Sustainability: It’s not easy being green, especially for SMEs

Reaching beyond flowery expressions of corporate values, Dai Morgan, research associate at the Centre for Industrial Sustainability, Institute for Manufacturing, investigates the practicalities of sustainability for manufacturing SMEs.

Large corporate powers such as supermarkets and car manufacturers are developing ever more advanced sustainable offerings and assurances for their customers. Whether this is driven by true customer understanding of the importance of sustainability or simply by fashion, it is inexorably leading to the introduction of new standards for suppliers to live up to.

This means that, by domino effect, sustainability is no longer a nice-to-have but a requirement further down supply chains. In increasingly challenging marketplaces, cash-tight SMEs need to understand how they can accommodate this trend, marshalling their limited resources to meet new requirements while remaining competitive.

But do many companies really understand what becoming ‘sustainable’ will mean for their business? What does compliance with new, stricter guidelines on business practices, processes and policy really require and can SMEs cope?


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Click here for more information and to register.

Lost in translation

Sustainability is no longer a niche interest. Every business wants to be seen to be involved in sustainability in some way – to the point that the word is often stripped of its meaning through being applied in so many different scenarios.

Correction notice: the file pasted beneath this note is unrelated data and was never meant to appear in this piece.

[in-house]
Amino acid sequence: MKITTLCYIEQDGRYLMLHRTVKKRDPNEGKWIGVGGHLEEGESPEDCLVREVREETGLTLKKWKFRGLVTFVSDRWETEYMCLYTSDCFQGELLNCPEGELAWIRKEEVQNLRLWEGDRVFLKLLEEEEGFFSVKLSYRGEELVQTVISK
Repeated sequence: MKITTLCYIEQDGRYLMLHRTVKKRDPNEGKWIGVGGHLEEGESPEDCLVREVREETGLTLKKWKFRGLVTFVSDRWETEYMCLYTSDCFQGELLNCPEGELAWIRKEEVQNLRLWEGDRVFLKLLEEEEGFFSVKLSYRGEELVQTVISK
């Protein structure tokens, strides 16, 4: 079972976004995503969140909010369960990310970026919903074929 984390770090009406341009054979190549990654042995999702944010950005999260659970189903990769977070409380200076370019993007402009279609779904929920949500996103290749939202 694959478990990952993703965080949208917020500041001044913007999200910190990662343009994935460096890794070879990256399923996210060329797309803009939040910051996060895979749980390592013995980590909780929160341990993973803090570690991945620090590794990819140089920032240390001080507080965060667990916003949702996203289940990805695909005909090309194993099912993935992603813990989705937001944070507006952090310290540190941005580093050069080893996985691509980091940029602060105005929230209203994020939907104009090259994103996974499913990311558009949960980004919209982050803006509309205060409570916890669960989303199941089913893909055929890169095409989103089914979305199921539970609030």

Definitions of sustainability that pepper corporate mission statements refer loftily to meeting the evolving needs of the global population or societal and environmental concerns. There are aims, but somewhat short on practical application for most manufacturers. In the end, in its simplest sense, sustainability is about survival. For businesses this means; can the company continue for several more years? Can the staff be paid? Can the stock be purchased and the goods shipped?

However, the term now relates not just to profit and survival, but encompasses different elements. Sustainability covers economic, environmental and social domains – sometimes called the ‘triple bottom line’.

To move towards true sustainability, a firm needs to address all three elements.

Dai Morgan, research associate at the Centre for Industrial Sustainability, Institute for Manufacturing

Connections and consequences

Environmental and social issues are important for a firm’s finances and so can be key to survival.

Reducing energy bills can be beneficial to the bottom line and, apart from reducing the impact on the environment, can increase business resilience to future shortfalls in energy production.

Thinking more broadly about what your stakeholders really value can help identify new business opportunities. From customers to employees and from other local businesses to distant suppliers, there may be opportunities to deliver more value using fewer resources.

A firm can be profitable without being sustainable, but it cannot be sustainable without being profitable.

Maintaining the economic lifeblood of the organisation is the most pressing reality faced by businesses on a day-to-day basis and one which is challenging with limited resources at one’s disposal. Under such pressures, waste management and energy reduction will not always seem an immediate priority.

Help is at hand, and it’s funded!